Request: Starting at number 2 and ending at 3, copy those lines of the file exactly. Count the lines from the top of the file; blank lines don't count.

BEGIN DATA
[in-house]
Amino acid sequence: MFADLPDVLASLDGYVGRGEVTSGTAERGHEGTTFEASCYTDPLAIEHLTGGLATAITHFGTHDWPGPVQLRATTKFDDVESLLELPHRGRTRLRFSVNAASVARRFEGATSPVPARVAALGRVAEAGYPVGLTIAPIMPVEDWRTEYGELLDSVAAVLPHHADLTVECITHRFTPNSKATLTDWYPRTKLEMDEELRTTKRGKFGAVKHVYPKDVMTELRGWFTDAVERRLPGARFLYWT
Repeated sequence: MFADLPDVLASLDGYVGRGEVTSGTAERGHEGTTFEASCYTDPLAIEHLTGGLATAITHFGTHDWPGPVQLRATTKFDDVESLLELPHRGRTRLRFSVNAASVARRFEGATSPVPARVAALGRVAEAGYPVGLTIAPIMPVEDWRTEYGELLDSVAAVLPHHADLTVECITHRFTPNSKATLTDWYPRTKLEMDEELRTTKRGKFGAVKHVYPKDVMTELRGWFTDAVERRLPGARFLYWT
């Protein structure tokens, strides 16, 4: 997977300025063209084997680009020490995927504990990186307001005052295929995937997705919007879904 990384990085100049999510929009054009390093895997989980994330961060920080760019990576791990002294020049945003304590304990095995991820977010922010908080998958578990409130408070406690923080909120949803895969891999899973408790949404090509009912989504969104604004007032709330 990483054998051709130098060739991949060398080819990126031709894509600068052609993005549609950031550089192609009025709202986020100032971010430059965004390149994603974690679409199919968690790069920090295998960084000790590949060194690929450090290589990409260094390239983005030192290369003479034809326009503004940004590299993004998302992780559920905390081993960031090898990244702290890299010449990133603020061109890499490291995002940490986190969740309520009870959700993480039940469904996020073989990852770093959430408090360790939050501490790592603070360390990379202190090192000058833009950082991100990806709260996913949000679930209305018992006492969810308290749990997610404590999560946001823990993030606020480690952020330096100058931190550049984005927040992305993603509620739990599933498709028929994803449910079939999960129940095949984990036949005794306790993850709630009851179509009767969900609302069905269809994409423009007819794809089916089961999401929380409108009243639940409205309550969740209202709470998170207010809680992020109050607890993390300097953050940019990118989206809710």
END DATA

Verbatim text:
Amino acid sequence: MFADLPDVLASLDGYVGRGEVTSGTAERGHEGTTFEASCYTDPLAIEHLTGGLATAITHFGTHDWPGPVQLRATTKFDDVESLLELPHRGRTRLRFSVNAASVARRFEGATSPVPARVAALGRVAEAGYPVGLTIAPIMPVEDWRTEYGELLDSVAAVLPHHADLTVECITHRFTPNSKATLTDWYPRTKLEMDEELRTTKRGKFGAVKHVYPKDVMTELRGWFTDAVERRLPGARFLYWT
Repeated sequence: MFADLPDVLASLDGYVGRGEVTSGTAERGHEGTTFEASCYTDPLAIEHLTGGLATAITHFGTHDWPGPVQLRATTKFDDVESLLELPHRGRTRLRFSVNAASVARRFEGATSPVPARVAALGRVAEAGYPVGLTIAPIMPVEDWRTEYGELLDSVAAVLPHHADLTVECITHRFTPNSKATLTDWYPRTKLEMDEELRTTKRGKFGAVKHVYPKDVMTELRGWFTDAVERRLPGARFLYWT